The GUS staining seen in FFT–promoter–GUS-transformed seedlings corresponds to the fluorescence from flavonoids seen previously in Arabidopsis roots using epifluorescent microscopy (Buer and Muday, 2004) and, notably, is consistent with possible accumulation of flavonoids in discrete locations of the root. FFT-directed GUS staining was notable in the cortex in the elongation zone and in the root tip, close to the locations of CHS and chalcone isomerase (Saslowsky and Winkel-Shirley, 2001). The faster root growth of seedlings is intriguing, since flavonoid mutants can have altered auxin transport (Buer and Muday, 2004; Lazar and Goodman, 2005). After studies using several tt mutants, quite a body of literature (see Peer and Murphy, 2009) now documents a reduction or elevation in polar auxin transport because of increased or absent flavonols (respectively), and thus altered accumulation of auxin in apical tissues. Cecchetti and colleagues (2008) also recently discussed how auxin regulates anther dehiscence and pollen maturation: flavonol–auxin effects on fertility cannot be ruled out in fft-1 and present an interesting avenue for future work.
MATE proteins transport-specific subsets of flavonoids
fft-1 has variable fertility, not complete infertility. Another flavonoid mutant's altered gravitational response was eventually corrected (Buer and Muday, 2004). These results suggest the existence of redundant mechanisms that allow roots or aerial tissues to recover. The existence of several Arabidopsis MATE proteins similar to FFT may explain redundancy of function, although some degree of specificity would correspond to the TT12 MATE transporter's limited substrates. Although it transports cyanidin-3-O-glucoside (acting as an H+-antiporter) in yeast assays in vitro, work on the tt12 mutant suggests that anthocyanins and glycosylated flavan-3-ols are its principal substrates in vivo, where it acts at the vacuolar membrane of PA-synthesizing cells of the seedcoat (Marinova et al., 2007). This work has recently been extended, where complementation of the tt12 mutant with a vacuolar Medicago truncata orthologue corroborates the identity of its substrate, epicatechin-3′-O-glucoside (Zhao and Dixon, 2009). In the present case, data from a tomato orthologue (Mathews et al., 2003) led to speculation that Arabidopsis FFT is a transporter of anthocyanin in vegetative tissues. The present work does not support this suggestion. Spectroscopic measurement of anthocyanin extracts does show a small reduction in young seedlings, and RT-PCR reveals FFT transcript in senescent leaves (which have high levels of anthocyanin) but, conversely, anthocyanin visibly accumulates in the mutant. It is hypothezised that the small changes in anthocyanin levels are a result of other perturbations in the flavonoid biosynthetic pathways since FFT–promoter–GUS staining was most significant in non-anthocyanin-containing tissues (inflorescence guard cells and roots). In addition, LC-MS measurements did not show any significant change in peaks likely to be flavonoids arising from samples of vegetative tissues (data not shown).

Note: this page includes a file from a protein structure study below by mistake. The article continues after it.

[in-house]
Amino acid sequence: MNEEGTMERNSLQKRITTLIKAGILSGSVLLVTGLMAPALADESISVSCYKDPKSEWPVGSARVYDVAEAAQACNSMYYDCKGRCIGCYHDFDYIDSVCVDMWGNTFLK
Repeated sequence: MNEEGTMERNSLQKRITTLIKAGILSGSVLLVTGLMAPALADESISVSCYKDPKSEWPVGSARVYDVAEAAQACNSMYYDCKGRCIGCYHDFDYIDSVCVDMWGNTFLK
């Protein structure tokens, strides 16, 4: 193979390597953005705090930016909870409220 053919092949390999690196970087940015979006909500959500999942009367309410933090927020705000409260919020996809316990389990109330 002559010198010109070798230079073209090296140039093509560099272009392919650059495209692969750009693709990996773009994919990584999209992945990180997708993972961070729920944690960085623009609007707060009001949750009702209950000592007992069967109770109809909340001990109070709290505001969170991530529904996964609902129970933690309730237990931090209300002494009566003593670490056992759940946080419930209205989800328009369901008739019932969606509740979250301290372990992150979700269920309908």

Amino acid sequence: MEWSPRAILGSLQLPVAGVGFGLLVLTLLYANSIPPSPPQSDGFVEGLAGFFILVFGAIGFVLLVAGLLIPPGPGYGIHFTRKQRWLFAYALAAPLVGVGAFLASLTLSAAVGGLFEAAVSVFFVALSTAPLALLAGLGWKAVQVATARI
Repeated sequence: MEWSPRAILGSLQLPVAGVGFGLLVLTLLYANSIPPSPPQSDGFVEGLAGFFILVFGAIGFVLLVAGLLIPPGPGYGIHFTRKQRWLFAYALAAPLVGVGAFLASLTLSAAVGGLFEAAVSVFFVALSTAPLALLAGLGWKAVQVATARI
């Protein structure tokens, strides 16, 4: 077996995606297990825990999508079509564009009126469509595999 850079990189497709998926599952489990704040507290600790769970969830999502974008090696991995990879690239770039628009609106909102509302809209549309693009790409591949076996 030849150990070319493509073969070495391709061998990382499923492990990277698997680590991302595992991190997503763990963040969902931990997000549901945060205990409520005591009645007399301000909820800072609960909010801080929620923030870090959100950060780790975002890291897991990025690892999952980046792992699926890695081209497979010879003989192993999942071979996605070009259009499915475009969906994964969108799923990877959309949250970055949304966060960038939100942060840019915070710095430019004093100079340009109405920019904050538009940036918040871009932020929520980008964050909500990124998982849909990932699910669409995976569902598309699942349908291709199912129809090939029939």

Fluorescence spectroscopy with DPBA did suggest altered flavonoid content in mutant versus WT anther guard cells, and LC-MS data revealed reductions in the fft-1 mutant in several flavonol glycosides in buds and immature siliques. Work to date suggests that a lack of FFT most affects levels of kaempferol (the more predominant of the two flavonols in whole Arabidopsis flowers; Shirley et al., 1995), specifically a diglucoside and probably therefore kaempferol 3,7-O-diglucoside (see www.plantcyc.org:1555/ARA/NEW-IMAGE?type=PATHWAY&object=PWY1F-FLAVSYN for detailed pathways and published contents of flavonoids and enzymes), but further work is required to confirm whether this is a transporter for that compound. Numerous novel dimers and oligomers of flavonols have been identified in Arabidopsis seeds (Routaboul et al., 2006), totalling 26 different flavonoids, so perturbing this pathway in fft-1 plants could clearly affect various aspects of reproductive development.
In summary, the characteristics of FFT support the case that MATE proteins are a component of flavonoid biosynthetic pathways. In addition, this protein appears to be necessary for proper reproductive development in Arabidopsis. Although chs mutants argue against an essential role in reproduction, transport of certain key flavonoids does seem to be essential for full male fertility.
Supplementary data are available at JXB online.